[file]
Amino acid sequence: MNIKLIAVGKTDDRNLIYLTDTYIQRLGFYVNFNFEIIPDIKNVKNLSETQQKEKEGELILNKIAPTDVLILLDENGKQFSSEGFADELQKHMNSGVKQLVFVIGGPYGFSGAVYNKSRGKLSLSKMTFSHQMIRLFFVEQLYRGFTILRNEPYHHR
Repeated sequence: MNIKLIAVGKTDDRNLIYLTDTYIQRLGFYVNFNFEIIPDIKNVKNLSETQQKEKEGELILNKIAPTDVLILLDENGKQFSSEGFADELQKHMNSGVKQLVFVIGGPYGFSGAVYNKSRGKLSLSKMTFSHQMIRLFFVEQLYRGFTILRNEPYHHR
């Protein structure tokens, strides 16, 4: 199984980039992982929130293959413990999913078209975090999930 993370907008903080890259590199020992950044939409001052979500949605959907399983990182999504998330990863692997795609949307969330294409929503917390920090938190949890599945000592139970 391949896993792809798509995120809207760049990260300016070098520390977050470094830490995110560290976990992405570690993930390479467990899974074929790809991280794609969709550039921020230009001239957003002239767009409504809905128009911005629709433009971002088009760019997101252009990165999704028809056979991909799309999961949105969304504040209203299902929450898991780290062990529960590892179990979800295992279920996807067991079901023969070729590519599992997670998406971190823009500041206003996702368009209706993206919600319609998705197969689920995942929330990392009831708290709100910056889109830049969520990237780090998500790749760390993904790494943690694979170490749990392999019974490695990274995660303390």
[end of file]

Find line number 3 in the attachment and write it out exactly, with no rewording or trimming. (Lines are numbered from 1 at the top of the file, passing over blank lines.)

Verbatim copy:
């Protein structure tokens, strides 16, 4: 199984980039992982929130293959413990999913078209975090999930 993370907008903080890259590199020992950044939409001052979500949605959907399983990182999504998330990863692997795609949307969330294409929503917390920090938190949890599945000592139970 391949896993792809798509995120809207760049990260300016070098520390977050470094830490995110560290976990992405570690993930390479467990899974074929790809991280794609969709550039921020230009001239957003002239767009409504809905128009911005629709433009971002088009760019997101252009990165999704028809056979991909799309999961949105969304504040209203299902929450898991780290062990529960590892179990979800295992279920996807067991079901023969070729590519599992997670998406971190823009500041206003996702368009209706993206919600319609998705197969689920995942929330990392009831708290709100910056889109830049969520990237780090998500790749760390993904790494943690694979170490749990392999019974490695990274995660303390």